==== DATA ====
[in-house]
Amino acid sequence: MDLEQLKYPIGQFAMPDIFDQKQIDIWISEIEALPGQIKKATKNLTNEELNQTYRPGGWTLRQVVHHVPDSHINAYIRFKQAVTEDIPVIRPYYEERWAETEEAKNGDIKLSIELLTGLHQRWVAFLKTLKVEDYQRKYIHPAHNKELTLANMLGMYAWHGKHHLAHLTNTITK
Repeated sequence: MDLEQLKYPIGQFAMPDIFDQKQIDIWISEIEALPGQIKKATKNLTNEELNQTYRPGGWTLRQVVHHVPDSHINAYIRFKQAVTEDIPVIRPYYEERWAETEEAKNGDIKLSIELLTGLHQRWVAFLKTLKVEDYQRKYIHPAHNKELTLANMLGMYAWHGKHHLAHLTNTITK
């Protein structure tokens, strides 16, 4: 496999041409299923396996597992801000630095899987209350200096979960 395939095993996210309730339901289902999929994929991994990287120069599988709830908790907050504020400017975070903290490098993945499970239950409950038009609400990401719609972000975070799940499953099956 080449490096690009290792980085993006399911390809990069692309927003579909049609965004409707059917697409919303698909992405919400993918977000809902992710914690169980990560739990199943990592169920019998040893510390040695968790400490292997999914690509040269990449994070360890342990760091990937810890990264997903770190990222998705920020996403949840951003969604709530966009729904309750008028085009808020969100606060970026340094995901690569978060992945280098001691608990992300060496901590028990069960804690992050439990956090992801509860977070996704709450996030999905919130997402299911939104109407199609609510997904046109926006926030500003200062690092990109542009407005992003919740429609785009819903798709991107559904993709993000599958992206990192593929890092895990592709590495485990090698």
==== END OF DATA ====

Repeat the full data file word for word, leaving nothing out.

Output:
[in-house]
Amino acid sequence: MDLEQLKYPIGQFAMPDIFDQKQIDIWISEIEALPGQIKKATKNLTNEELNQTYRPGGWTLRQVVHHVPDSHINAYIRFKQAVTEDIPVIRPYYEERWAETEEAKNGDIKLSIELLTGLHQRWVAFLKTLKVEDYQRKYIHPAHNKELTLANMLGMYAWHGKHHLAHLTNTITK
Repeated sequence: MDLEQLKYPIGQFAMPDIFDQKQIDIWISEIEALPGQIKKATKNLTNEELNQTYRPGGWTLRQVVHHVPDSHINAYIRFKQAVTEDIPVIRPYYEERWAETEEAKNGDIKLSIELLTGLHQRWVAFLKTLKVEDYQRKYIHPAHNKELTLANMLGMYAWHGKHHLAHLTNTITK
């Protein structure tokens, strides 16, 4: 496999041409299923396996597992801000630095899987209350200096979960 395939095993996210309730339901289902999929994929991994990287120069599988709830908790907050504020400017975070903290490098993945499970239950409950038009609400990401719609972000975070799940499953099956 080449490096690009290792980085993006399911390809990069692309927003579909049609965004409707059917697409919303698909992405919400993918977000809902992710914690169980990560739990199943990592169920019998040893510390040695968790400490292997999914690509040269990449994070360890342990760091990937810890990264997903770190990222998705920020996403949840951003969604709530966009729904309750008028085009808020969100606060970026340094995901690569978060992945280098001691608990992300060496901590028990069960804690992050439990956090992801509860977070996704709450996030999905919130997402299911939104109407199609609510997904046109926006926030500003200062690092990109542009407005992003919740429609785009819903798709991107559904993709993000599958992206990192593929890092895990592709590495485990090698």